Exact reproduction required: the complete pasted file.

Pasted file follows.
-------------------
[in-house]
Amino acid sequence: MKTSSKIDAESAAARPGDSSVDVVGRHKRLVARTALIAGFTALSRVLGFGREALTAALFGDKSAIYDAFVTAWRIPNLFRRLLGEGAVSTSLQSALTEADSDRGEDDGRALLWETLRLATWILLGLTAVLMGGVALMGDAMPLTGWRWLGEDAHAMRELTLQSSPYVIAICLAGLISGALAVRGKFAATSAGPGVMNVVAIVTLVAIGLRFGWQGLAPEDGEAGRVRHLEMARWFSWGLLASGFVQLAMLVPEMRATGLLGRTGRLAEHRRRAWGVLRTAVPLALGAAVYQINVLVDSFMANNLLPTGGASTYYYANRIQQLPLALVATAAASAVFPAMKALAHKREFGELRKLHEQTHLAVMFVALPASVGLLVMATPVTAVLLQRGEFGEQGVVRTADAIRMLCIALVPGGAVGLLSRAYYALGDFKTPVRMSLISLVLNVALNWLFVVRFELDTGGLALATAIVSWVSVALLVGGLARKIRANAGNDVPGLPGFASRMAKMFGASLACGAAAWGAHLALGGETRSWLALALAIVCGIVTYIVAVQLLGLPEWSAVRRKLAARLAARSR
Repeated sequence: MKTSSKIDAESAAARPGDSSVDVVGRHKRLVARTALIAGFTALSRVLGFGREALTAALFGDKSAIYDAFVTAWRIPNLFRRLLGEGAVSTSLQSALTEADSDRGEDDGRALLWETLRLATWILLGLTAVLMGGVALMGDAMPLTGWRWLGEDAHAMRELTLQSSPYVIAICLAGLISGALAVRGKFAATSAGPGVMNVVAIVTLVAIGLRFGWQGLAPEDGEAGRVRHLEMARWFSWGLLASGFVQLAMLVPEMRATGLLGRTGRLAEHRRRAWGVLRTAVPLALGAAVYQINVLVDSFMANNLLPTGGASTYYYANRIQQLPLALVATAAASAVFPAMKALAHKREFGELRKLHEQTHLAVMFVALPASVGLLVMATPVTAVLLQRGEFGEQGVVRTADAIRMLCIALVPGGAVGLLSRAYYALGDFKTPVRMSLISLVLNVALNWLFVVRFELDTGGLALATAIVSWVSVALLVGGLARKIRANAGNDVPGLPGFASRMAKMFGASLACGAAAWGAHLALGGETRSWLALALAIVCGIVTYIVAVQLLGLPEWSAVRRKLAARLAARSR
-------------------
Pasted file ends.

[in-house]
Amino acid sequence: MKTSSKIDAESAAARPGDSSVDVVGRHKRLVARTALIAGFTALSRVLGFGREALTAALFGDKSAIYDAFVTAWRIPNLFRRLLGEGAVSTSLQSALTEADSDRGEDDGRALLWETLRLATWILLGLTAVLMGGVALMGDAMPLTGWRWLGEDAHAMRELTLQSSPYVIAICLAGLISGALAVRGKFAATSAGPGVMNVVAIVTLVAIGLRFGWQGLAPEDGEAGRVRHLEMARWFSWGLLASGFVQLAMLVPEMRATGLLGRTGRLAEHRRRAWGVLRTAVPLALGAAVYQINVLVDSFMANNLLPTGGASTYYYANRIQQLPLALVATAAASAVFPAMKALAHKREFGELRKLHEQTHLAVMFVALPASVGLLVMATPVTAVLLQRGEFGEQGVVRTADAIRMLCIALVPGGAVGLLSRAYYALGDFKTPVRMSLISLVLNVALNWLFVVRFELDTGGLALATAIVSWVSVALLVGGLARKIRANAGNDVPGLPGFASRMAKMFGASLACGAAAWGAHLALGGETRSWLALALAIVCGIVTYIVAVQLLGLPEWSAVRRKLAARLAARSR
Repeated sequence: MKTSSKIDAESAAARPGDSSVDVVGRHKRLVARTALIAGFTALSRVLGFGREALTAALFGDKSAIYDAFVTAWRIPNLFRRLLGEGAVSTSLQSALTEADSDRGEDDGRALLWETLRLATWILLGLTAVLMGGVALMGDAMPLTGWRWLGEDAHAMRELTLQSSPYVIAICLAGLISGALAVRGKFAATSAGPGVMNVVAIVTLVAIGLRFGWQGLAPEDGEAGRVRHLEMARWFSWGLLASGFVQLAMLVPEMRATGLLGRTGRLAEHRRRAWGVLRTAVPLALGAAVYQINVLVDSFMANNLLPTGGASTYYYANRIQQLPLALVATAAASAVFPAMKALAHKREFGELRKLHEQTHLAVMFVALPASVGLLVMATPVTAVLLQRGEFGEQGVVRTADAIRMLCIALVPGGAVGLLSRAYYALGDFKTPVRMSLISLVLNVALNWLFVVRFELDTGGLALATAIVSWVSVALLVGGLARKIRANAGNDVPGLPGFASRMAKMFGASLACGAAAWGAHLALGGETRSWLALALAIVCGIVTYIVAVQLLGLPEWSAVRRKLAARLAARSR